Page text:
11A.5Major milestones in legal challenges to the legislation

Last updated: November 2018

Suggested citation: Scollo, MM, Greenhalgh, EM, & Zhou, S. 11A.5 Major milestones in legal challenges to the legislation. In Scollo, MM and Winstanley, MH [editors]. Tobacco in Australia: Facts and issues. Melbourne: Cancer Council Victoria; 2018. Available from: http://www.tobaccoinaustralia.org.au/chapter-11-advertising/11a-5-major-milestones-in-legal-challenges-to-the-

The Tobacco Plain Packaging Act 2011 has been challenged in several legal fora.

Constitutional challenges filed in Australia's High Court centred on section 51(xxxi) of the Australian Constitution which allows Parliament to make laws with respect to 'the acquisition of property on just terms'. These challenges were dismissed in August 2012. Philip Morris Asia Limited also unsuccessfully challenged Australia's plain packaging measures under a bilateral investment treaty between Australia and Hong Kong. Cuba, the Dominican Republic, Honduras, and Indonesia unsuccessfully challenged the legislation under the World Trade Organization agreements, claiming that tobacco plain packaging violated obligations regarding intellectual property and technical barriers to trade. 

All three challenges have since been dismissed, although an appeal is ongoing in the WTO case. Major developments to date include the following:

Apr 2010: Australian government announces its intention to adopt mandatory tobacco plain packaging. 

23 Feb 2011: Philip Morris Asia Limited, Hong Kong, acquires a 100% stake in Australian affiliate, Philip Morris Limited, from Philip Morris headquarters in Switzerland.

7 Jun 2011: Dominican Republic raises concerns about legislation at the World Trade Organization Trade-Related Aspects of Intellectual Property Rights (TRIPS) Council meeting. Plain packaging is discussed at several subsequent TRIPS Council and Technical Barriers to Trade Committee meetings.

22 June 2011: Philip Morris Asia Limited files a Notice of Claim under Australia's bilateral investment treaty with Hong Kong, announcing its intention to bring an investment claim if Australia adopts plain packaging legislation.

21 Nov 2011: Tobacco Plain Packaging Act passed by both houses of Parliament. 

21 Nov 2011: Philip Morris Asia Limited files its Notice of Arbitration, commencing investment proceedings against the Australian government.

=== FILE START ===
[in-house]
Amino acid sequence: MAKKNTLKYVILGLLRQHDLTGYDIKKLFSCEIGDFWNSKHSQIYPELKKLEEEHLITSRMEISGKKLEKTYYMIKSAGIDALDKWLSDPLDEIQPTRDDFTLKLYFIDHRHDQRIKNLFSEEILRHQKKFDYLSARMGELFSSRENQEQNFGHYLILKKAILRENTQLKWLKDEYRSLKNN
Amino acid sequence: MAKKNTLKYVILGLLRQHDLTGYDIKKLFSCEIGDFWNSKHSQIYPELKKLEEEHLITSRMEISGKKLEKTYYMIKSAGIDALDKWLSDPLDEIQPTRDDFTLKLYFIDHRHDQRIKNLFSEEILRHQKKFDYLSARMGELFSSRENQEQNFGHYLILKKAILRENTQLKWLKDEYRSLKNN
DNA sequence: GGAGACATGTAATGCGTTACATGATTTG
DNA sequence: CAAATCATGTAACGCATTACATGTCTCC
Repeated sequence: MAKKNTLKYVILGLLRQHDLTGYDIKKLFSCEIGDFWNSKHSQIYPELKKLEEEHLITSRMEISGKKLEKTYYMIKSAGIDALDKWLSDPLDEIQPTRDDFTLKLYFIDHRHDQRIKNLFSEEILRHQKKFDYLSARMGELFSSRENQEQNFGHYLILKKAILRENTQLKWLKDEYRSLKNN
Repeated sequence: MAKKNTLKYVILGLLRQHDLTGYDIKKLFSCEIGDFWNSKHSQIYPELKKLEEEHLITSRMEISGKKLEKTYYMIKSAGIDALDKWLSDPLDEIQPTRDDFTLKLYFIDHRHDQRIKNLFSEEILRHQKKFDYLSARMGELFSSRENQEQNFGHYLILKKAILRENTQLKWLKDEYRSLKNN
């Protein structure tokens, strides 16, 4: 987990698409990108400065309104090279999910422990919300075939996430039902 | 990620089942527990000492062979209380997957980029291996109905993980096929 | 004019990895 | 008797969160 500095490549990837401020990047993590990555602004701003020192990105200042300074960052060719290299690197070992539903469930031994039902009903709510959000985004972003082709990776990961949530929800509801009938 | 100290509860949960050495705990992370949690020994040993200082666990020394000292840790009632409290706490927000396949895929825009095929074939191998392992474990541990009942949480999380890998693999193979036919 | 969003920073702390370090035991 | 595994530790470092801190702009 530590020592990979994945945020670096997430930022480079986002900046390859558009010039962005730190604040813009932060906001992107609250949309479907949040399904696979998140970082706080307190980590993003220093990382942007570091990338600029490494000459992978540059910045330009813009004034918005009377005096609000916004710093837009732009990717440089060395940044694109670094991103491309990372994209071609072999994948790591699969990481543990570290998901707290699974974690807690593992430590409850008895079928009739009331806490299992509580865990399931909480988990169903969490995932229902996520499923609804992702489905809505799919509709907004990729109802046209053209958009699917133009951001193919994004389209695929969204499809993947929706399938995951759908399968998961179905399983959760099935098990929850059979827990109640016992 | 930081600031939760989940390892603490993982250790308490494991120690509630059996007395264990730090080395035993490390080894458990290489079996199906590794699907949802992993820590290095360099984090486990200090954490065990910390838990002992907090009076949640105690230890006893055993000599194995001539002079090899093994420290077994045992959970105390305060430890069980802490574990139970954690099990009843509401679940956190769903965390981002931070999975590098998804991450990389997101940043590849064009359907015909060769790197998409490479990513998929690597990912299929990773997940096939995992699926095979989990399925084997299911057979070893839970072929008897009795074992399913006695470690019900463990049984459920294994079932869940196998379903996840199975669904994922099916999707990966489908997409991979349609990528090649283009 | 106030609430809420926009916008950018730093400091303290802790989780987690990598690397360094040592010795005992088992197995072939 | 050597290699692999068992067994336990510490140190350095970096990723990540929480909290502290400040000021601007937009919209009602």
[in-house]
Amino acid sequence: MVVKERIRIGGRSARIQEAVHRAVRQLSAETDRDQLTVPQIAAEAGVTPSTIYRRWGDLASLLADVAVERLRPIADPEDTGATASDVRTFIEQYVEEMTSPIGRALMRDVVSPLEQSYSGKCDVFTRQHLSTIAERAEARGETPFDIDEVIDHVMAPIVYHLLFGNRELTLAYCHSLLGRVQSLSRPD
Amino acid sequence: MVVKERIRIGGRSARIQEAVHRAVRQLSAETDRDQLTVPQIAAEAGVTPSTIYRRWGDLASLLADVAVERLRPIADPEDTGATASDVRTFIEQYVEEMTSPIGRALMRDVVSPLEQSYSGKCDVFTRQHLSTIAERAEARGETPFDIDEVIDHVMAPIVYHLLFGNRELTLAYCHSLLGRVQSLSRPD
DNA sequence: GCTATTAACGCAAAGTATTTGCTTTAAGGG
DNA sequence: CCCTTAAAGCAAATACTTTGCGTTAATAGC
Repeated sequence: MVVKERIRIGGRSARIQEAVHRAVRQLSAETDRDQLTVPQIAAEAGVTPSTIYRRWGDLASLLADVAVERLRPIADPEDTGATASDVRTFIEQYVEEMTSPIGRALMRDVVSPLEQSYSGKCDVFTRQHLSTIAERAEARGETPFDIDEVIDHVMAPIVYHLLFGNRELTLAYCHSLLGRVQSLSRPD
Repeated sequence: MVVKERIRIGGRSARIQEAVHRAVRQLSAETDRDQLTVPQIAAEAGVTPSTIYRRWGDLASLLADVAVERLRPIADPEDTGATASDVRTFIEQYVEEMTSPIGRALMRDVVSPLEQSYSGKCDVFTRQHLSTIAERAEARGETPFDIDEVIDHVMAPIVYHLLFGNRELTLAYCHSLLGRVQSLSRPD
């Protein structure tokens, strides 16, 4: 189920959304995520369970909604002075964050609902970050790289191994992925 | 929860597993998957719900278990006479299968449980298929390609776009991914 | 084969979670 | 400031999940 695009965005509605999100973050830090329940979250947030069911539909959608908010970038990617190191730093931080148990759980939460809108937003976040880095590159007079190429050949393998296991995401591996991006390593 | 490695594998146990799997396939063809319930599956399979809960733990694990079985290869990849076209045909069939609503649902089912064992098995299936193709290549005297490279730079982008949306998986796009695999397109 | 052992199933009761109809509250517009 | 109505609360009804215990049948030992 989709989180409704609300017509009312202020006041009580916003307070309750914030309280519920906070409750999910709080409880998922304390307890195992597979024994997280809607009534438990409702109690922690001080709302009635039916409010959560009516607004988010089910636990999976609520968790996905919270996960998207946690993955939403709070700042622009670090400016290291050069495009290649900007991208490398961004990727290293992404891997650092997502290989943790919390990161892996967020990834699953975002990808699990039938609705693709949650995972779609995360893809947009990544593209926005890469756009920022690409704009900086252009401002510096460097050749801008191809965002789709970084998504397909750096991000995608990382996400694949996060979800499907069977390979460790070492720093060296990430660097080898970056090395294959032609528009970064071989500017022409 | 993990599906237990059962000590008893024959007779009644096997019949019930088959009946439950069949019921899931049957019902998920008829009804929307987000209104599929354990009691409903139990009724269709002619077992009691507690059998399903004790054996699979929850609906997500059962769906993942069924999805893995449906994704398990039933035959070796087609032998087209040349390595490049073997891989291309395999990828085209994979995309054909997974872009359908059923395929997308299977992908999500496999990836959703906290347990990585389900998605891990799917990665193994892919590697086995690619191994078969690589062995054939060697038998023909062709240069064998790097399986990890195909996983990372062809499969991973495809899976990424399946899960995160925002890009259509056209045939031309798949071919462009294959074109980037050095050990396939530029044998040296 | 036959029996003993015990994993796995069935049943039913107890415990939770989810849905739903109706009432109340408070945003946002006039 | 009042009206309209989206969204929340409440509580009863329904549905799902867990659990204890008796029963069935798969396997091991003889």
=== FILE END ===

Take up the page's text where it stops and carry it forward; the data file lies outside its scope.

1 Dec 2011: Tobacco Plain Packaging Act receives Royal Assent, entering into force. Tobacco companies given twelve months to prepare to comply with legislation.

Dec 2011: British American Tobacco, Imperial Tobacco, Japan Tobacco International, and Philip Morris Limited each file a Writ Of Summons in the High Court.

21 Dec 2011: Australia files its response to Philip Morris Asia’s Notice of Arbitration, defending the claim on the merits and arguing the panel does not have jurisdiction because of Philip Morris’ corporate restructuring to gain access to dispute settlement under the Australia–Hong Kong Bilateral Investment Treaty.

13 Mar 2012: Ukraine requests consultations with Australia under the procedures in the WTO Dispute Settlement Understanding, which are a necessary preliminary step to bringing a formal dispute.  

4 Apr 2012: Honduras requests consultations with Australia under the procedures in the WTO Dispute Settlement Understanding.

17–19 Apr 2012: High Court cases heard in Canberra. 

18 Jul 2012: The Dominican Republic requests consultations with Australia under the procedures in the WTO Dispute Settlement Understanding.

14 Aug 2012: Ukraine requests the establishment of a panel under the dispute settlement procedures of the World Trade Organization. The WTO Dispute Settlement Body establishes the panel on 28 September 2012. 

15 Aug 2012: The High Court hands down its orders that the Tobacco Plain Packaging Act 2011 is not contrary to section 51(xxxi) of the Constitution. 

5 Oct 2012: High Court publishes its reasons for rejecting the constitutional challenges.1

15 Oct 2012: Honduras requests the establishment of a panel under the dispute settlement procedures of the World Trade Organization. The Dispute Settlement Body establishes the panel on 25 September 2013.

9 Nov 2012: The Dominican Republic requests the establishment of a panel under the dispute settlement procedures of the World Trade Organization. The Dispute Settlement Body establishes the panel on 25 April 2014.

30 Nov 2012: The investment tribunal in Philip Morris Asia Ltd v Australia outlines the confidentiality procedures that will apply to the dispute, deciding that the Award and procedural orders will be made public.